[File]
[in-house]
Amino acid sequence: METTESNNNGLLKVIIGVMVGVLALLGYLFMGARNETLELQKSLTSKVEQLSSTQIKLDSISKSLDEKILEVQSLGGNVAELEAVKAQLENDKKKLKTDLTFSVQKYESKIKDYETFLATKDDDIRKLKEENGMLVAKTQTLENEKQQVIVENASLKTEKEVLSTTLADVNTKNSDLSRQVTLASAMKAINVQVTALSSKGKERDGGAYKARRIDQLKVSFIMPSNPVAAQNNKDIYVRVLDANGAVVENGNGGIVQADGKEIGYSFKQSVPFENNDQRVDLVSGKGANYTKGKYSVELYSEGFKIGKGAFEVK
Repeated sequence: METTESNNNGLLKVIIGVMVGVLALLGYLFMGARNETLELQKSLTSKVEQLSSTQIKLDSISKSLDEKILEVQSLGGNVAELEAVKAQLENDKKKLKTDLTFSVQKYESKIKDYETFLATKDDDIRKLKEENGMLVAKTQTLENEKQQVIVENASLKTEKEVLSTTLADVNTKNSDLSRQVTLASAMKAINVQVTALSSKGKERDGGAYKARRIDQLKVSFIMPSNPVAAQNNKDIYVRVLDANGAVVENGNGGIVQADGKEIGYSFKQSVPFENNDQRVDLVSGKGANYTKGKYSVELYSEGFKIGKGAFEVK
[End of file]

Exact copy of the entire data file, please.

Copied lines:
[in-house]
Amino acid sequence: METTESNNNGLLKVIIGVMVGVLALLGYLFMGARNETLELQKSLTSKVEQLSSTQIKLDSISKSLDEKILEVQSLGGNVAELEAVKAQLENDKKKLKTDLTFSVQKYESKIKDYETFLATKDDDIRKLKEENGMLVAKTQTLENEKQQVIVENASLKTEKEVLSTTLADVNTKNSDLSRQVTLASAMKAINVQVTALSSKGKERDGGAYKARRIDQLKVSFIMPSNPVAAQNNKDIYVRVLDANGAVVENGNGGIVQADGKEIGYSFKQSVPFENNDQRVDLVSGKGANYTKGKYSVELYSEGFKIGKGAFEVK
Repeated sequence: METTESNNNGLLKVIIGVMVGVLALLGYLFMGARNETLELQKSLTSKVEQLSSTQIKLDSISKSLDEKILEVQSLGGNVAELEAVKAQLENDKKKLKTDLTFSVQKYESKIKDYETFLATKDDDIRKLKEENGMLVAKTQTLENEKQQVIVENASLKTEKEVLSTTLADVNTKNSDLSRQVTLASAMKAINVQVTALSSKGKERDGGAYKARRIDQLKVSFIMPSNPVAAQNNKDIYVRVLDANGAVVENGNGGIVQADGKEIGYSFKQSVPFENNDQRVDLVSGKGANYTKGKYSVELYSEGFKIGKGAFEVK